Mental health service providers accused of defrauding Vermont Medicaid

Vermont Business Magazine The Attorney General’s Office announced that it has filed civil enforcement actions against two Vermont Medicaid providers for fraud. The lawsuits, currently pending in Vermont Superior Court, Chittenden Unit, Civil Division, were investigated and brought by the Attorney General’s Medicaid Fraud and Residential Abuse Unit (MFRAU) and allege separate violations of the Vermont False Claims Act.

In the first case, psychotherapist Robert Martin DuWors, PhD, of Cotuit, Massachusetts, and his business associate, Peter Lang, of New York, New York, are accused of conspiring to “upcode,” or unlawfully increase Vermont Medicaid reimbursement by billing with inaccurate information. 

Dr. DuWors is alleged to have allowed Mr. Lang, who is not licensed to practice medicine or psychotherapy, to provide “talk therapy” to Vermont Medicaid patients. Dr. DuWors then billed Mr. Lang’s time to Vermont Medicaid at a licensed clinical psychotherapist’s full rate, resulting in significant overpayments to Dr. DuWors’ practice.

Additionally, MFRAU’s investigation found evidence that Dr. DuWors routinely billed Vermont Medicaid for “impossible time,” whereby Dr. DuWors claimed to have personally provided more than 24 hours of Medicaid service on a single date. The defendants are further alleged to have obscured their actions by not maintaining or providing Medicaid treatment records necessary to verify that appropriate services had been rendered.

In a separate case, mental health counselor Lauren Ann LaSante of Rutland, Vermont, is accused of Medicaid Fraud after Ms. LaSante, who was the subject of multiple public complaints regarding quality of care, refused to provide Vermont Medicaid treatment records to State authorities, nor to her own patients, as required by law and professional ethics.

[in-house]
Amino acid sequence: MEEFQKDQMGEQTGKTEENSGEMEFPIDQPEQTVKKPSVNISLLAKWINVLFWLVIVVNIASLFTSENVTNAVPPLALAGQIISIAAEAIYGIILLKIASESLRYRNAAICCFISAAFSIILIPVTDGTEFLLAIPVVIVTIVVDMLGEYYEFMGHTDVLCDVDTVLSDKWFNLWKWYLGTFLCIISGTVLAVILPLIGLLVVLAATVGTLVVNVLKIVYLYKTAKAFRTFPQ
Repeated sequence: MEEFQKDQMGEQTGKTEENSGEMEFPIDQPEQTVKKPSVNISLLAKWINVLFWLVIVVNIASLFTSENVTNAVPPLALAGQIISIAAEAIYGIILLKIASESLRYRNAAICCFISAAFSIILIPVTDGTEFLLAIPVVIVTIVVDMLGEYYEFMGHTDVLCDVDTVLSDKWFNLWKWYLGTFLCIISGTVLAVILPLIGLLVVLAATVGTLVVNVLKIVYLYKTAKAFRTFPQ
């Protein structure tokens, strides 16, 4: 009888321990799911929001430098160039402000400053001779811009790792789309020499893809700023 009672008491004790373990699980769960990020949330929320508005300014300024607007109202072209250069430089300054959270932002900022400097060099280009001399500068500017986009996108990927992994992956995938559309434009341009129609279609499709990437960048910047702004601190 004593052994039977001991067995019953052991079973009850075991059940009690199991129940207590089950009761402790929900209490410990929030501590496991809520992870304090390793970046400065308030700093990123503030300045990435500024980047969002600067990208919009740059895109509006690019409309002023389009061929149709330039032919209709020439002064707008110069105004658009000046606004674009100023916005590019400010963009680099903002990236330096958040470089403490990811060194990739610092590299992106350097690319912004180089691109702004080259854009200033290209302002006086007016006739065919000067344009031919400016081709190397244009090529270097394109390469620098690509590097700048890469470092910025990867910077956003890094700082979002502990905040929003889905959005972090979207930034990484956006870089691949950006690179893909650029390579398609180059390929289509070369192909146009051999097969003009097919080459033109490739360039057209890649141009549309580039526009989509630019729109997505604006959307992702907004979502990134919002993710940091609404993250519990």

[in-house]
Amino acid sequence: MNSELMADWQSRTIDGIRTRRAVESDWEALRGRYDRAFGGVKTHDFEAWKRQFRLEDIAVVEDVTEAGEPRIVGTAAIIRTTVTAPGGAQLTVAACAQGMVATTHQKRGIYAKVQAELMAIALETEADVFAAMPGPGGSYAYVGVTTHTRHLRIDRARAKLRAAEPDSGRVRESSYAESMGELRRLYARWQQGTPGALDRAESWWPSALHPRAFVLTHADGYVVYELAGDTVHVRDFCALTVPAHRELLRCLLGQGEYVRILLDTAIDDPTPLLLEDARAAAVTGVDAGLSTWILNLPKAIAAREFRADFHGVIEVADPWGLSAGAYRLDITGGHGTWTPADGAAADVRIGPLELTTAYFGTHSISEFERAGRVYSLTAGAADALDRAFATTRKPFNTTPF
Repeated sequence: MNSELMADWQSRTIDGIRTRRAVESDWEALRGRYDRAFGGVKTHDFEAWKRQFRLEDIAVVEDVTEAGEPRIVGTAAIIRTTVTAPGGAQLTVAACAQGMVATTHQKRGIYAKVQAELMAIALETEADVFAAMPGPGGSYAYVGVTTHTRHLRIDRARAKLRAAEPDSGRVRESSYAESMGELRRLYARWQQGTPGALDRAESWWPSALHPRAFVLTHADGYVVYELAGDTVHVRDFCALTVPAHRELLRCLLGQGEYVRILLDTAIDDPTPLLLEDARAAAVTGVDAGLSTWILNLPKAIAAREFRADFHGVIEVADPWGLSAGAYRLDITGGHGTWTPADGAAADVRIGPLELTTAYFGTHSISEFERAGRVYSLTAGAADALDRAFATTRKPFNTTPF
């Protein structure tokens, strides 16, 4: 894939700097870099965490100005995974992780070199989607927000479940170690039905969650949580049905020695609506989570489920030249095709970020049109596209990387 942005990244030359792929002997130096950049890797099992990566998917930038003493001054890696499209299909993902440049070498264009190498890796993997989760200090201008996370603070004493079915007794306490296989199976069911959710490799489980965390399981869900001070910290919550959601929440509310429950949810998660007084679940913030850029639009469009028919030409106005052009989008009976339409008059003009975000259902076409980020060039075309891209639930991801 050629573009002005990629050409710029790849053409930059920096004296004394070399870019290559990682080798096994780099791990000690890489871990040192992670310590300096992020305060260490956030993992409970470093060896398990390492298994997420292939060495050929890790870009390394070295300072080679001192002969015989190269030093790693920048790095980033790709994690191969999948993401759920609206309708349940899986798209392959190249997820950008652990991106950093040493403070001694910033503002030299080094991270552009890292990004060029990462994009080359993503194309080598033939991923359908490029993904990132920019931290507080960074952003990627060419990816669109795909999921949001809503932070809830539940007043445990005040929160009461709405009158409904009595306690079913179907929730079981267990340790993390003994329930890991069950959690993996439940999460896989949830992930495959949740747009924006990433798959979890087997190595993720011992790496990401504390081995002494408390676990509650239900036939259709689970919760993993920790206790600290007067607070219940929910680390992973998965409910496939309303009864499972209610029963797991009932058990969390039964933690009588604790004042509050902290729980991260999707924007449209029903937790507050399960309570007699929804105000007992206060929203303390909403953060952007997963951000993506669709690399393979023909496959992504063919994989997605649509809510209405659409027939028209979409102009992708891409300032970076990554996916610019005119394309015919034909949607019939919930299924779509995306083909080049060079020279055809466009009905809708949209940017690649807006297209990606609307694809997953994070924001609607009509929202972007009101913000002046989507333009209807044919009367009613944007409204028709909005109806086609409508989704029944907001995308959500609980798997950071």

Vermont Medicaid service providers, in addition to a basic duty to bill honestly, are required to reliably document the services for which they claim reimbursement, and to promptly make those records available to State investigators. Failure to do so exposes providers to potential liability under state and federal laws. Violation of the False Claims Act can result in a judgment of three times the amount of public funds defrauded, plus penalties for every false claim made to the State.

If you suspect someone of abusing the Vermont Medicaid program, please contact Vermont Adult Protective Services by calling 800-564-1612 and MFRAU at https://ago.vermont.gov/medicaid-fraud-report-form.

MFRAU receives 75 percent of its funding from the U.S. Department of Health and Human Services under a grant award totaling $1,229,616 for Federal fiscal year 2024. The remaining 25 percent, totaling $409,870 for FFY 2024, is funded by the State of Vermont.

Source: 6.3.2024. MONTPELIER, Vt. – Attorney General

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